The Dominion Post

Fabulous veges for winter

Brassicas are a staple in an edible winter garden, but Jade Temepara says they aren’t the only option.

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With our seasons changing and autumn leaving us soon, our gardens need some TLC to get through the cold months. Winter gardens give us new eyes to look at what hard work we have accomplish­ed over summer and autumn, and give us a deserved break from the summer sun.

It’s a time to reflect on what our bodies are needing and wanting, in our kitchens and in what we eat, so we can feel that enjoyable, familiar feeling of fullness.

Traditiona­lly, we stored our summer and autumn bounty to get us through the upcoming season when we used less energy to work and live. Matariki teaches us that this is a time to rest, restore and rebalance our lives and food supplies, enjoy the hard work of the seasons past, and let our bodies recoup for a season.

Those ancient teachings seem like a good idea, but putting them into practice is somewhat of a challenge. While we can’t rest like our ancestors, we certainly can use wisdom as we plan and prepare our gardens for a winter of stillness but nourishmen­t.

What to plant for winter

Brassicas are a staple in a winter garden. As well as being the best addition to soups, stews, roasted, and hearty meals, they are simple to grow. But they aren’t the only winter option.

Brussels sprouts: A kid’s most hated vegetable, so I’ve heard, is also a beautiful plant to grow. It requires little attention, but lots of preparatio­n in good ground and food over winter, and it is a great addition roasted or steamed and put through salads. They get sweeter with each frost. Harvest from the bottom up and they store well in a fridge for weeks.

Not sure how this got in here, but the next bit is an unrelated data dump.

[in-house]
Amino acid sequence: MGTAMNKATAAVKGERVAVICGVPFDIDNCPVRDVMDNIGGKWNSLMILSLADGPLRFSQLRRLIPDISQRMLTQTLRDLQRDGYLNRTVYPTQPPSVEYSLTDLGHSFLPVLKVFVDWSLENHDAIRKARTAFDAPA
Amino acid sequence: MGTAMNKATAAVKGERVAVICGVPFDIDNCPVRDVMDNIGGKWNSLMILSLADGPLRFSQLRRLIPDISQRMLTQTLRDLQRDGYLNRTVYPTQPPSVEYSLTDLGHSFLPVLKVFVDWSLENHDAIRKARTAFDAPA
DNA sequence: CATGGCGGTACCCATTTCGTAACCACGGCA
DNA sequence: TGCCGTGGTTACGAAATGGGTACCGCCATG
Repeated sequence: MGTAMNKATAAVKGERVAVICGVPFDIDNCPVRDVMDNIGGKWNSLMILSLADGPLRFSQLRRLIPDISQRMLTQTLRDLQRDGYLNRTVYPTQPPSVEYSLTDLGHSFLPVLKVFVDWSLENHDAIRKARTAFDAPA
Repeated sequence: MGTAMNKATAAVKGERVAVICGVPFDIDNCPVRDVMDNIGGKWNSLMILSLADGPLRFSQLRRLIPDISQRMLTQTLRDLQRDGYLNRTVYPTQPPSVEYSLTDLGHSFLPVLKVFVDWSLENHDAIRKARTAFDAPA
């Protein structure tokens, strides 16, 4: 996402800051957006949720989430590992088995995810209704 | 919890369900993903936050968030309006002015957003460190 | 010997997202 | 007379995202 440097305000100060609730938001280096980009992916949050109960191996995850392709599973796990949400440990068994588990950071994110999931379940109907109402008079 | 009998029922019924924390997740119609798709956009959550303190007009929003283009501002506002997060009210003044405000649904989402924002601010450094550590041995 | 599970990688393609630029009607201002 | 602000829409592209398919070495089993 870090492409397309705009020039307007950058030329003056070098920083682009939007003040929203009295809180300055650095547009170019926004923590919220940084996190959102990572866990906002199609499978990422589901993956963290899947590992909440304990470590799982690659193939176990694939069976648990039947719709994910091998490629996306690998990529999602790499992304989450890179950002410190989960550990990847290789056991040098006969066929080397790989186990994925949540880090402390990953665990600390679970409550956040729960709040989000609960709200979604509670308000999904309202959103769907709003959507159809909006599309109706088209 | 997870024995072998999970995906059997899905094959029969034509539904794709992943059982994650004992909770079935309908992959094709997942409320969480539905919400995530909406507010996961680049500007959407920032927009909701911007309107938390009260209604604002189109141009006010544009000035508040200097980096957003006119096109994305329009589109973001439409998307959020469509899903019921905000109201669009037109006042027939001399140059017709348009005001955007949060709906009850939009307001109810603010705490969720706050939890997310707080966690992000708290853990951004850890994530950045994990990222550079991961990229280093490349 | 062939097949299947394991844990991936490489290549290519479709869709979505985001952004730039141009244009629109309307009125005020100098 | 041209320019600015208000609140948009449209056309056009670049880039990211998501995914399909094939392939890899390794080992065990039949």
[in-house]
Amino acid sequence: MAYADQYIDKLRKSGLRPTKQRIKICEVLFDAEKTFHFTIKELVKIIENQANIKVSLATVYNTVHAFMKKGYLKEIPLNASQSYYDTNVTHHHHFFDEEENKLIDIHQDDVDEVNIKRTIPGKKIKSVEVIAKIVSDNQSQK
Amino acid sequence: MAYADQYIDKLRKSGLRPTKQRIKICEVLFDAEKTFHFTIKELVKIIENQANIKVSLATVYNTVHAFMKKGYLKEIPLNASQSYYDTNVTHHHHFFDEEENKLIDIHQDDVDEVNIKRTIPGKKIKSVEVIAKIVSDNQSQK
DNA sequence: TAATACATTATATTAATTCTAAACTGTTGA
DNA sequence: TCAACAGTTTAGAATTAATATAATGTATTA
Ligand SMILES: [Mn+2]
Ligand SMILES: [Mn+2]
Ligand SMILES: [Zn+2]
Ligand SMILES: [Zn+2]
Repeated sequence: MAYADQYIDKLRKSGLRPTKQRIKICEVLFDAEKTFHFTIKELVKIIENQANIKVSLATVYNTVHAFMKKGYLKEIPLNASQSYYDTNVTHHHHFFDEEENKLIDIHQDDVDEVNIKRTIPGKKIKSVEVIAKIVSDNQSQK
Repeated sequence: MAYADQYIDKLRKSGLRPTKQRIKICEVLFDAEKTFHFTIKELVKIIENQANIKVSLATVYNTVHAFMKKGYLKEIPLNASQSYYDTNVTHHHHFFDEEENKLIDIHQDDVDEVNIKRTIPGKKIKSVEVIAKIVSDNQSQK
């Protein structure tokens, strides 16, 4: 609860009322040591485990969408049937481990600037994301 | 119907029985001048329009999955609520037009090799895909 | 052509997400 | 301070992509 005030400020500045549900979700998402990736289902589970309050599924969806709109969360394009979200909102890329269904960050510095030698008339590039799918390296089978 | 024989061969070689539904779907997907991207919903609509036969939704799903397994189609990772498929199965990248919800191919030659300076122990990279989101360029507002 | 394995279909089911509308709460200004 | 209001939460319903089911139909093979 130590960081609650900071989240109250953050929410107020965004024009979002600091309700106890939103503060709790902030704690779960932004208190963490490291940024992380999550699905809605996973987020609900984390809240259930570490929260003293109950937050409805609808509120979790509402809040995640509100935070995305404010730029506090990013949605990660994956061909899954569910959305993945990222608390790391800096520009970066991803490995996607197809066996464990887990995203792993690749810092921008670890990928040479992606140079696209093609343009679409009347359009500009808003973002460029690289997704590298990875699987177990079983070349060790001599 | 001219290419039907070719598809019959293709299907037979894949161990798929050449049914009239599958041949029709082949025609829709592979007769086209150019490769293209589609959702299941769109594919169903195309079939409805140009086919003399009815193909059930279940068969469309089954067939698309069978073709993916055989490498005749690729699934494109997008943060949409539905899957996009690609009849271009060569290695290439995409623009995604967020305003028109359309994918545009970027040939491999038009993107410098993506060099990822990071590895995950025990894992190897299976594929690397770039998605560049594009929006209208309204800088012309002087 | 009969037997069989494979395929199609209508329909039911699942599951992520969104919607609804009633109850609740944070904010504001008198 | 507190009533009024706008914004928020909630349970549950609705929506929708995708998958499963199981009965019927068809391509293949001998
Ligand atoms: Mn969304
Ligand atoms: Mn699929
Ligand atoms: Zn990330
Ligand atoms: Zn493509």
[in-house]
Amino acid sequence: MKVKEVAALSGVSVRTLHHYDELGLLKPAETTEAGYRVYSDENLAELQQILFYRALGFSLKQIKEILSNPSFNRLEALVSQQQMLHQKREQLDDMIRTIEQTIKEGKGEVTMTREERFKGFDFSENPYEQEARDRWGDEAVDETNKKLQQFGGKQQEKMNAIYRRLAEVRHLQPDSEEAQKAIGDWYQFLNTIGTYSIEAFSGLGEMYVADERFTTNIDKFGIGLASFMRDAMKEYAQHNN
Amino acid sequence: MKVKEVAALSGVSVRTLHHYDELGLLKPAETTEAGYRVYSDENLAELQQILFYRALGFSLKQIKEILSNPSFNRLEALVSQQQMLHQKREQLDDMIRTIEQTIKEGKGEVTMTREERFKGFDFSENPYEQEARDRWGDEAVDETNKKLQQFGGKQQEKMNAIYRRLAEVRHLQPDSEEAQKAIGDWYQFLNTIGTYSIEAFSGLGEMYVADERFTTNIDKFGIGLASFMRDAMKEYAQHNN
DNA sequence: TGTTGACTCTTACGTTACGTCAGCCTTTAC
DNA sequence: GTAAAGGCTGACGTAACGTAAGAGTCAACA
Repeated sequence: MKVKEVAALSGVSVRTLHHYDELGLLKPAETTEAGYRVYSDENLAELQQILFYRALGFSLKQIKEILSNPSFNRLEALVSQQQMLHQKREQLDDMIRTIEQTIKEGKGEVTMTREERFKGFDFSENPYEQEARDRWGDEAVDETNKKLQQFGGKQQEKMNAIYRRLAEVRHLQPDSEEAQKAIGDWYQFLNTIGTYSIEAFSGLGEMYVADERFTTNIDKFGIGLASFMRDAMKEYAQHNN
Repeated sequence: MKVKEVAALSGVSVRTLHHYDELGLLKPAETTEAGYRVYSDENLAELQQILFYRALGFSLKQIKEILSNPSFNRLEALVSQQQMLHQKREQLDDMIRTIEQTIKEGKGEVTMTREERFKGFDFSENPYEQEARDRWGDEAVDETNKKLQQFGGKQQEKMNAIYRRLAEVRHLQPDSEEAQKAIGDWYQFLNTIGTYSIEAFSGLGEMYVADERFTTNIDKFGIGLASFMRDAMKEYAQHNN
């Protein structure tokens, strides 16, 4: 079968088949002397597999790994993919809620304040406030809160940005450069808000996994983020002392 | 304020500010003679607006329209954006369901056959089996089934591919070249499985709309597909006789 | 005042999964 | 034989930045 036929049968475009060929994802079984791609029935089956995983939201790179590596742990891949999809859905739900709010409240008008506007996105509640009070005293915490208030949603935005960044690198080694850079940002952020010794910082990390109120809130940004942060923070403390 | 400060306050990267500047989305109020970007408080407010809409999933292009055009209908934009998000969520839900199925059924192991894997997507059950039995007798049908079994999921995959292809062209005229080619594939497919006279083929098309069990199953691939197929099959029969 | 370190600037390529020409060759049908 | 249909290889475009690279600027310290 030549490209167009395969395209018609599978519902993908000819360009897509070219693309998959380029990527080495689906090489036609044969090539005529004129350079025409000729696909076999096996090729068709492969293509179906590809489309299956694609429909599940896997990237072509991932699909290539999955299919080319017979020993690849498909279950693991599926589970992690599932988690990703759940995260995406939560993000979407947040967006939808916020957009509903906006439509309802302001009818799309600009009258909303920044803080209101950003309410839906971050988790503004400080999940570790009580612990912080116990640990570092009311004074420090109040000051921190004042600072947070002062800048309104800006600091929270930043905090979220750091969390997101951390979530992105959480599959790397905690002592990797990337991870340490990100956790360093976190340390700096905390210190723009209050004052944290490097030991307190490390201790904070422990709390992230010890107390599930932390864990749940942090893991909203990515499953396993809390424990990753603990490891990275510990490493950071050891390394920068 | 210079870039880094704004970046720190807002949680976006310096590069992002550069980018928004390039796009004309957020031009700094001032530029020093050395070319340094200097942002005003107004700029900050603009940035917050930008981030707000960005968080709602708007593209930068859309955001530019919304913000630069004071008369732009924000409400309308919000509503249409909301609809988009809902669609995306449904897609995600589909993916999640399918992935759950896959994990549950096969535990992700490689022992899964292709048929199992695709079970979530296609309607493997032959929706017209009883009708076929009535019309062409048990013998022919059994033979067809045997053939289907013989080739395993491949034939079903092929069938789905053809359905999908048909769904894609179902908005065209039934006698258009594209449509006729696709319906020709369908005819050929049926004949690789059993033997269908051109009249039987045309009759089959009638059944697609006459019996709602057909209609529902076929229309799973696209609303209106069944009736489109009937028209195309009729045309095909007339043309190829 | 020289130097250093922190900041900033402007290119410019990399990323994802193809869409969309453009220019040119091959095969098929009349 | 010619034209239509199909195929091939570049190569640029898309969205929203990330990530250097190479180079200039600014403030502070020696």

Bok choy can be grown all year round, and adds bulk to your soups, stir-fries and Asian dishes. Requiring a small space, these are great in pots and will grow for months. Pick the tender leaves at any stage – from the bottom up – and the plants will be a hardy companion over the cold months.

Spinach is another rock star in the garden and your kitchen over the cooler months. There are many varieties you can use that suit your cooking. Try our native, New Zealand spinach for a rich and wholesome variety – just watch frosts with a covering, as they tend to die back when the temperatur­e changes. The leaves are a beautiful heart shape and when you feel like you want salad, not soup, they make a great addition of crunch.

Garlic requires a well dug over and nutrientri­ch garden bed or pot to be successful. It can only be grown in winter and is traditiona­lly planted on the shortest day and harvested on the longest.

Head to the farmers’ market to buy bulbs and take the fattest outside bulbs to plant. If you are planting in pots, give them 20-30 cm of space to grow. If you are growing in the garden, rows help with spacing and preventing overwateri­ng. They have a few pests to deal with, and make sure you water in well.

Celery is one of our most sprayed vegetables commercial­ly. Made up of around 90 per cent water, you can easily grow your own without any nasty chemicals. Given some good ground to thrive in, which has been weeded and fed with nutrients, celery is one of the most versatile plants. Space out at 30-40cm and make sure you water well, as they are a huge storer of H20. Keep an eye out for discolouri­ng, a common problem. Harvest the stalks from the bottom up and pull right from the bottom. You can juice them or add to all your winter dishes, cheese boards or lunch boxes.

Jade Temepara is an Ellerslie Flower Show medal winner and former New Zealand Gardener of the Year. She is also the host of Ma¯ ori TV’s He Ka¯ kano.

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 ??  ?? A winter garden can supply great veges, including celery, garlic and brussels sprouts.
A winter garden can supply great veges, including celery, garlic and brussels sprouts.

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